Weeks before India’s environment ministry gave permission for 130 sq km of tropical forests to be cleared to make way for development projects on the Great Nicobar Island in the Indian Ocean, the chief minister of Haryana, a landlocked state 2,400 km away, was already announcing plans for how the money raised from the deforestation would be used.

Speaking to reporters on October 6, chief minister Manohar Lal Khattar said the funds would be used to build “the world’s largest curated safari”. Ten thousand acres of land, not too far from the national capital, had already been identified for the project, he said: “6,000 acres from Gurguram district and 4,000 from Nuh.”

The safari would feature ten zones, one each for reptiles, birds, underwater species, exotic animals, a nature trail, and a botanical garden. Along with tigers, lions and panthers, it would also house cheetahs, the chief minister said, adding that efforts were underway to source the world’s fastest animals.

The press conference was held weeks after the Prime Minister had released cheetahs from Namibia in a national park in Madhya Pradesh, and days after Khattar had returned from a trip to the Sharjah Safari Park in the United Arab Emirates with India’s environment minister Bhupender Yadav. Khattar, in fact, first announced the state’s plans to build a jungle safari the day he visited Sharjah.

The first public announcement of the proposed jungle safari in Haryana was made by chief minister Manohar Khattar on September 29.

In the press conference, Khattar said the plans for the jungle safari had been drawn up in consultation with Yadav. The Centre, he claimed, had asked Haryana if it would be willing to “develop a forest area” to compensate for the loss of forests in Nicobar. It is through the funds that Haryana will receive from “CAMPA” – the Compensatory Afforestation Management and Planning Authority – that “this large-scale safari will be made operational,” Khattar said.

A contentious proposal

India’s forest conservation law mandates that whenever forests are cleared for developmental or industrial projects, trees must be planted over an equal area of non-forest land to compensate for the ecological loss. The agency responsible for the deforestation must transfer funds to a government authority, which in turn redirects them to the agency planting the trees. This process is called “compensatory afforestation”, even though environmentalists point out that plantations can never compensate for the loss of natural forests.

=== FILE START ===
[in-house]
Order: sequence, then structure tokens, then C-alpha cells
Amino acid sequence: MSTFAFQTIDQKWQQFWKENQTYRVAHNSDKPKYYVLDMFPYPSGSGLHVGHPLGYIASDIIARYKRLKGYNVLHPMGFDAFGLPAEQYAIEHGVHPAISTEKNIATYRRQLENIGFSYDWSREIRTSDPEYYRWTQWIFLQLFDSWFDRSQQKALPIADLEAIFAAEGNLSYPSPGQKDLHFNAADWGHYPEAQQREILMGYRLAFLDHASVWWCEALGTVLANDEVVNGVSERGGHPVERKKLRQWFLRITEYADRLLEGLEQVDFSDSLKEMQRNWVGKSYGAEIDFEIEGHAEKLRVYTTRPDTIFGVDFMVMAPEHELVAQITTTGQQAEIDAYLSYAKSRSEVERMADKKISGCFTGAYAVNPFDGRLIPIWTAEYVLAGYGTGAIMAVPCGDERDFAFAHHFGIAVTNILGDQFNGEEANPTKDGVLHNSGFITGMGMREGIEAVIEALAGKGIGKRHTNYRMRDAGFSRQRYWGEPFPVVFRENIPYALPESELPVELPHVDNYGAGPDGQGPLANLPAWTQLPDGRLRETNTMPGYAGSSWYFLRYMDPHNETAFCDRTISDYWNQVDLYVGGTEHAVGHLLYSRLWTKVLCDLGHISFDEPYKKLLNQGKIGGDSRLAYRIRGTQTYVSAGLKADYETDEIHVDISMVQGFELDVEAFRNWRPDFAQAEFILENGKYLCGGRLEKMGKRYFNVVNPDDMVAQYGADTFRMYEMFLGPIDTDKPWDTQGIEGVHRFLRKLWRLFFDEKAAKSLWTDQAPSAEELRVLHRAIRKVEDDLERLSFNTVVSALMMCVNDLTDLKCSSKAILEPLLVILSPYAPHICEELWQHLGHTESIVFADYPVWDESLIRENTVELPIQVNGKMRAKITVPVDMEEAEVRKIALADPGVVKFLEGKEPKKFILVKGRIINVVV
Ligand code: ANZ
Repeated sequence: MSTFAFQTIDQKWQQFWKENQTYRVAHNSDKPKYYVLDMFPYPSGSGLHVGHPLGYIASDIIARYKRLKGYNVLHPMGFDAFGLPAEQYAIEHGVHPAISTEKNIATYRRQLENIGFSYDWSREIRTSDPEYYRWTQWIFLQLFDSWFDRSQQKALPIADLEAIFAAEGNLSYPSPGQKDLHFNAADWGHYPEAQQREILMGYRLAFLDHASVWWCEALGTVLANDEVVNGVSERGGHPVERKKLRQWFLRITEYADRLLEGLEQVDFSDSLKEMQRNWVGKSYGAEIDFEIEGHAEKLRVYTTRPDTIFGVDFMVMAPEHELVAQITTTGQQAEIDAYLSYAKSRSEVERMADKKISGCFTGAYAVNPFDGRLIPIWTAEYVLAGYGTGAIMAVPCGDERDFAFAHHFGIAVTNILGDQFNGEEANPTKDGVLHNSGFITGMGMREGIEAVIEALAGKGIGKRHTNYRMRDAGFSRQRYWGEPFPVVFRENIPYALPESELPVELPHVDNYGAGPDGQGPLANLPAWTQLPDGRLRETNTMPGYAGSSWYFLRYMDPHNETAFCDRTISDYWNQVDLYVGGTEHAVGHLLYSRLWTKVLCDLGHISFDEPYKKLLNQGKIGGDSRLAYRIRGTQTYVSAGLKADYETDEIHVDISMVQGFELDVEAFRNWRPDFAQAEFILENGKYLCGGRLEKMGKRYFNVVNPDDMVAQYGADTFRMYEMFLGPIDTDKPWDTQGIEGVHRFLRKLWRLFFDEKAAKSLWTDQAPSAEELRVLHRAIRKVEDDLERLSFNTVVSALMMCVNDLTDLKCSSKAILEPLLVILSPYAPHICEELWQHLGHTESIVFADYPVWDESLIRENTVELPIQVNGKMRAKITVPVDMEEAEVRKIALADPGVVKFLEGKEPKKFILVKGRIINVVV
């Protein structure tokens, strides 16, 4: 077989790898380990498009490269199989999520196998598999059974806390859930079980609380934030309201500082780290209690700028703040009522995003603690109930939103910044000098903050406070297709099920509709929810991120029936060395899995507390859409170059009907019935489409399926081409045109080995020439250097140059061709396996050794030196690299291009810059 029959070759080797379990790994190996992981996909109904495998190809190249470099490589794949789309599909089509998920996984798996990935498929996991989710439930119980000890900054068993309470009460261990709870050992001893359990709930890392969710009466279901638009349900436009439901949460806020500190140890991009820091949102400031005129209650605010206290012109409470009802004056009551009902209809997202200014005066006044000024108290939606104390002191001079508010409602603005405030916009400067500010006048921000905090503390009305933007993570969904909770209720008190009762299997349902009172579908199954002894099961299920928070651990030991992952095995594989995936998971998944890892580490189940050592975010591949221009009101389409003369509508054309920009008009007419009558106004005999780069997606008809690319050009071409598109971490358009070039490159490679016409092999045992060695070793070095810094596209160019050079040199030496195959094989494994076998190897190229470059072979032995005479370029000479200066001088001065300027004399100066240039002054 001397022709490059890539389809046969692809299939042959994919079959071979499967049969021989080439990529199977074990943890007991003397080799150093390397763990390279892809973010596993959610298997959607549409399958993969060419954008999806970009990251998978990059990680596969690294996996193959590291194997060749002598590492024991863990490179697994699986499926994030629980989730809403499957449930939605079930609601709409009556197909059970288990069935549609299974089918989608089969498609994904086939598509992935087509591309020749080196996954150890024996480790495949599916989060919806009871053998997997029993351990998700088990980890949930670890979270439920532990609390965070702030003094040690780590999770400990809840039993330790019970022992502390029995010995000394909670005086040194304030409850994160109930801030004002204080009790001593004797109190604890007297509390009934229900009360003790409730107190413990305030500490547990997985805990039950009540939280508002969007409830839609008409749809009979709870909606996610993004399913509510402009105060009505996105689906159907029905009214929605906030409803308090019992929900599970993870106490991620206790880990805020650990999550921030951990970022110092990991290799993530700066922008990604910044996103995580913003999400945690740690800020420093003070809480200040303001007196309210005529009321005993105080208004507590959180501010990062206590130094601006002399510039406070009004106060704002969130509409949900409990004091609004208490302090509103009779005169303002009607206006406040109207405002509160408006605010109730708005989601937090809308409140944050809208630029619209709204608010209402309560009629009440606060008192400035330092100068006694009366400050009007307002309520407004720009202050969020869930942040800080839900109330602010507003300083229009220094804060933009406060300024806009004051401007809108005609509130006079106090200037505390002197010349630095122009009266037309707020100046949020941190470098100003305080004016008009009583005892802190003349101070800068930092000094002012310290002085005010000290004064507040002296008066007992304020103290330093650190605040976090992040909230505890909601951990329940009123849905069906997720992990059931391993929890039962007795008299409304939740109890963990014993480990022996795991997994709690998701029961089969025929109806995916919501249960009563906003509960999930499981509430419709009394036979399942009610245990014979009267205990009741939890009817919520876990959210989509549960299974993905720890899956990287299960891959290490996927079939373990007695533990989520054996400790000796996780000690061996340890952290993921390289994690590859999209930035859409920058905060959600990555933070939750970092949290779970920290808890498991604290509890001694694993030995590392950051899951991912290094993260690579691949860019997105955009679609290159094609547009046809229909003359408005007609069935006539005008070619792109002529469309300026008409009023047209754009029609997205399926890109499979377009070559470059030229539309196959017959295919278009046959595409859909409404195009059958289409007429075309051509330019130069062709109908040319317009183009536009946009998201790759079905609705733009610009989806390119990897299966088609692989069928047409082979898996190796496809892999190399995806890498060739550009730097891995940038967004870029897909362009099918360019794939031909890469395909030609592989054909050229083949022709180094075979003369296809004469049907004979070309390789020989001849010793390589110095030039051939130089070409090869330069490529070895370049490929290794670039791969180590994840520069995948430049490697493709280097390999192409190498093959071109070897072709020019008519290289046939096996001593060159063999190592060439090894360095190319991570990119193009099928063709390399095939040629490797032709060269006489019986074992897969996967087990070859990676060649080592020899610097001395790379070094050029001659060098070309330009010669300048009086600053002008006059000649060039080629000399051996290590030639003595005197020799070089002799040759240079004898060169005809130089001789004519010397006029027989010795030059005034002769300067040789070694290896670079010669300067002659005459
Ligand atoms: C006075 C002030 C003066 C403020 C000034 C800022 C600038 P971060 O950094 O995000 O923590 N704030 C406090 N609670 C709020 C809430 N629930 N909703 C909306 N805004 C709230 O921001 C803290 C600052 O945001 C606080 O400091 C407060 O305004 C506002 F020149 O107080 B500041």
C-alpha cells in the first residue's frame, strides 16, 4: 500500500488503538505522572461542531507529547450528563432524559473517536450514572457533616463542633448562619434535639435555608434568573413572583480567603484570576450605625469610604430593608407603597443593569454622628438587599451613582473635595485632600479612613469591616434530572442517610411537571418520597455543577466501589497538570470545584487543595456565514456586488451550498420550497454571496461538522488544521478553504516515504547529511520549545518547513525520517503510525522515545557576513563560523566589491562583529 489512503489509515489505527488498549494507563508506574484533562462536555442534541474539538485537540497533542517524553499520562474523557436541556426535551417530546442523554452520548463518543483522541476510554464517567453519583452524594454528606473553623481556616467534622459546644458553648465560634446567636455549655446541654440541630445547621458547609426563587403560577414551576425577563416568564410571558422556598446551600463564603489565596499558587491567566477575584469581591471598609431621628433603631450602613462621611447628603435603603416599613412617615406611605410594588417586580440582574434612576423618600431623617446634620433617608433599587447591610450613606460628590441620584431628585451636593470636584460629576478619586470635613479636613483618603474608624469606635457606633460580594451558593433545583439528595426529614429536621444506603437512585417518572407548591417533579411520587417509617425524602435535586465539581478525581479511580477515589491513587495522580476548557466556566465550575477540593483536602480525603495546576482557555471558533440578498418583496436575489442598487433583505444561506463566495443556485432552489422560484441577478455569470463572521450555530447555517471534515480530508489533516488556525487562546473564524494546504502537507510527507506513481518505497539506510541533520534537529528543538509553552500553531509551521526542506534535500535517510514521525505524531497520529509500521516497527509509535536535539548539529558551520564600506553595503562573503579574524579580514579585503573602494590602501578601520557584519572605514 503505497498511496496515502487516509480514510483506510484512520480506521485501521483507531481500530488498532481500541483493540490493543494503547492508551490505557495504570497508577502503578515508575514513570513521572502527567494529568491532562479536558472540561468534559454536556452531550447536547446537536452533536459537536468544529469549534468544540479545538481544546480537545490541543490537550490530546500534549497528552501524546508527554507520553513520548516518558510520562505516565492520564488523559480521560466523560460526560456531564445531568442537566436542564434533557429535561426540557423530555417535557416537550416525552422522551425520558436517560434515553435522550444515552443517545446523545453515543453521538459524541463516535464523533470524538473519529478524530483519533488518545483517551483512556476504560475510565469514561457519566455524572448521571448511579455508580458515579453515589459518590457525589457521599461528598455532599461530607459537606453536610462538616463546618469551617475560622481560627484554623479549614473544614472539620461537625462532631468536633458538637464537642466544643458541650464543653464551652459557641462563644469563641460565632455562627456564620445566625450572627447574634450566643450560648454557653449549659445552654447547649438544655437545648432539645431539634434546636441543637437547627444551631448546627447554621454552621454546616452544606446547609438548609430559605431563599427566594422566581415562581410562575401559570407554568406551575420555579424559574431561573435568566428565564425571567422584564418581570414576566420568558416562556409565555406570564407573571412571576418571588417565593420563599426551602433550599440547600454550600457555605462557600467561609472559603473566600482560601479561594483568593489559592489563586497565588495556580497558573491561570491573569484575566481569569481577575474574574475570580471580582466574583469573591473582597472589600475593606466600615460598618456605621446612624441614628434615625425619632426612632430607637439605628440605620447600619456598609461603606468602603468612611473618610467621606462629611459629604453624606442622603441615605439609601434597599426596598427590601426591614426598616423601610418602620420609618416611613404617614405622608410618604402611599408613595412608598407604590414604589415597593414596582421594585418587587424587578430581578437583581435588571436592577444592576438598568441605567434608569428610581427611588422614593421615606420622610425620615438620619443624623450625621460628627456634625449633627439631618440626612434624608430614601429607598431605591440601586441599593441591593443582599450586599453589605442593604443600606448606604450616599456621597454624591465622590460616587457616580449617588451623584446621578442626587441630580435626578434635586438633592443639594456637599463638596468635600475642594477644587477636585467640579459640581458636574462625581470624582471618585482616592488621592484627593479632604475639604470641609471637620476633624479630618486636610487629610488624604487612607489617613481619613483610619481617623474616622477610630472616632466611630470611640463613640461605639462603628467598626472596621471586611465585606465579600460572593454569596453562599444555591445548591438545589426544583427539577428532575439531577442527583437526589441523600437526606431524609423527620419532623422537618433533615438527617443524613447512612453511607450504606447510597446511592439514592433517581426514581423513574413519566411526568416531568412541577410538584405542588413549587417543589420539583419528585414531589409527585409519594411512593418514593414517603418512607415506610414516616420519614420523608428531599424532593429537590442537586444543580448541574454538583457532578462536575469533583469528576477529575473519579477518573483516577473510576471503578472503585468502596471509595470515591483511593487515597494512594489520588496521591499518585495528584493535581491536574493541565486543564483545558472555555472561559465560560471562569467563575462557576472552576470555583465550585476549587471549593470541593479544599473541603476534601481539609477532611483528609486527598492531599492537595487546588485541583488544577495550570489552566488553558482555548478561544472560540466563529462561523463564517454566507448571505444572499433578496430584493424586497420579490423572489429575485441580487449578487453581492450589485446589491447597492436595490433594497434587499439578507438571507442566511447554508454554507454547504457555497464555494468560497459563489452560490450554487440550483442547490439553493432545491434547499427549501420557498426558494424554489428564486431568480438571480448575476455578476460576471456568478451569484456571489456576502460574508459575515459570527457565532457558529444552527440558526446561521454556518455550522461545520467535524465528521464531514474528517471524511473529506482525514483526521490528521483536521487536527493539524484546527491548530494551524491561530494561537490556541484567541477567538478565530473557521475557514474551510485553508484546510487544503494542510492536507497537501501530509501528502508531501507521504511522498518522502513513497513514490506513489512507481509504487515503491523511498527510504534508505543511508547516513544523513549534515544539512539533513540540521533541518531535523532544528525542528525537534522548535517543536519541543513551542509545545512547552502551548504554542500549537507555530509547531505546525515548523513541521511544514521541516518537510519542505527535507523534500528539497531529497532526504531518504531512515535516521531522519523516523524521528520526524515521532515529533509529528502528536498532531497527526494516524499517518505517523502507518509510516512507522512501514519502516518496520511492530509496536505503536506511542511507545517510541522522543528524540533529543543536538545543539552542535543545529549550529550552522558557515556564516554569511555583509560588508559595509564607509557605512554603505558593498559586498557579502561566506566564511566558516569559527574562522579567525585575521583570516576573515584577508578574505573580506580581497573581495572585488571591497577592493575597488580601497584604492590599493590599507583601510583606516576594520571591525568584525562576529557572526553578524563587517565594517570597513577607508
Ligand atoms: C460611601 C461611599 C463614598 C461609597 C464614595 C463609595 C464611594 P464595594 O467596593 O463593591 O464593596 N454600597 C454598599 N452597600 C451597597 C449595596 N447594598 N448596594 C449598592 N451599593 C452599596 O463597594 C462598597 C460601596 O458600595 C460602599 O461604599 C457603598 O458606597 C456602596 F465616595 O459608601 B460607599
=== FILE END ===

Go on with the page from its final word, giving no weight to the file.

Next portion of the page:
The proposal to create a jungle safari in Haryana using compensatory afforestation funds raised in Nicobar is being seen as especially contentious.

To start with, the two territories lie 2,400 km apart, in completely different climatic zones. Although there is no legal bar on compensatory afforestation funds raised in one state being used in another, experts point out that the geographic isolation of the Nicobar Islands has endowed them with a unique biodiversity – of about 2,200 varieties of plants recorded in the Islands, 200 are rare native species, and 1,300 do not occur in mainland India.

Nicobar Treeshrew is an endangered species endemic to the Nicobar Islands. Photo: Shreeram MV/ Wikimedia Commons

“This proposal for compensatory afforestation in Haryana in lieu of this ecological and social loss in the Islands is devoid of any logic,” said Tushar Dash, a forest rights researcher.

Further, government agencies are legally bound to seek approval from the environment ministry for both tree-felling and compensatory afforestation plans.

At the time when Khattar made the announcement of the jungle safari, the Nicobar deforestation itself was awaiting approval. While the approval was granted twenty days later, on October 27, Haryana is yet to submit a detailed project report for the jungle safari, a state official confirmed.

More significantly, the Rules specifically prohibit the creation of jungle safaris using one of the two components of the compensatory afforestation funds. While one component of the funds is meant to compensate for the loss of trees, the other component, called the net present value or NPV receipts, is supposed to compensate for the loss of other environmental services rendered by the forest, like groundwater recharge and biodiversity.